Steven E. Lobell, a professor in the Department of Political Science, has received a $1,179,073 Minerva Research Initiative grant to study near-crises to better understand and build theories about the role of power projection and deterrence strategies in crisis de-escalation. The research team will look at pre-conditions, origins and escalations of crises with a goal of illuminating when and why crises escalate into wars.
Much is known already about why some crises escalate to war, a deeper and more thorough understanding of the precursor to crises will allow the U.S. Department of Defense to be aware of the diverse triggers that cause crisis escalation at the various stages and the appropriate power projection and deterrence strategies to enable de-escalation.
The research team led by Lobell will use a combination of case studies and the International Crisis Behavior Project data, which includes more than 1,000 foreign policy crises from 1918 to 2007 (now being updated through 2012) as a platform to compare near-crises with events that escalated to full crises.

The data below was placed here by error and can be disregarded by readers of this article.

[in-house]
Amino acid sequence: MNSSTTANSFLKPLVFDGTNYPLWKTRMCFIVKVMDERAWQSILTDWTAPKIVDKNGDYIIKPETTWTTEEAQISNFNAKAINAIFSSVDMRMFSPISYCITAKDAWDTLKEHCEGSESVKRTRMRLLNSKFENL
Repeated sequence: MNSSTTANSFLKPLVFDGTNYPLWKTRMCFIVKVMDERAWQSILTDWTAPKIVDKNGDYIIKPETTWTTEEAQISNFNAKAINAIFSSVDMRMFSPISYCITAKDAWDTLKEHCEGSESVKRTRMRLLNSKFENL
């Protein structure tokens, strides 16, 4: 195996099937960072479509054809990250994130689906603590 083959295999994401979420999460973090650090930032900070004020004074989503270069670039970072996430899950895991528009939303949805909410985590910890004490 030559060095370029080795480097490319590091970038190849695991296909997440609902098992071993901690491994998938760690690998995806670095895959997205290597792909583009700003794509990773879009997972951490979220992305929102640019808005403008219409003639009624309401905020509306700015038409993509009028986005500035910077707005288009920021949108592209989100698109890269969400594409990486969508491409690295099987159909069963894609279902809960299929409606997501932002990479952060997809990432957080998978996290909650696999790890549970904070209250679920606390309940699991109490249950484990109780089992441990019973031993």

The final product will be the development of a general framework for understanding escalation dynamics from competition to near-crisis to crisis and war and the utility of power projection and deterrence strategies at each stage for resurgent near peers, rogue states and cross border networked terrorist organizations.
The research team includes faculty from the University of Southern California, Albany SUNY, the United States Military Academy at West Point, Duke University and Lehigh University.
The Minerva Research Initiative is joint program of the Office of Basic Research and the Office of Policy at the U.S. Department of Defense that supports social science research focused on expanding basic understanding of security.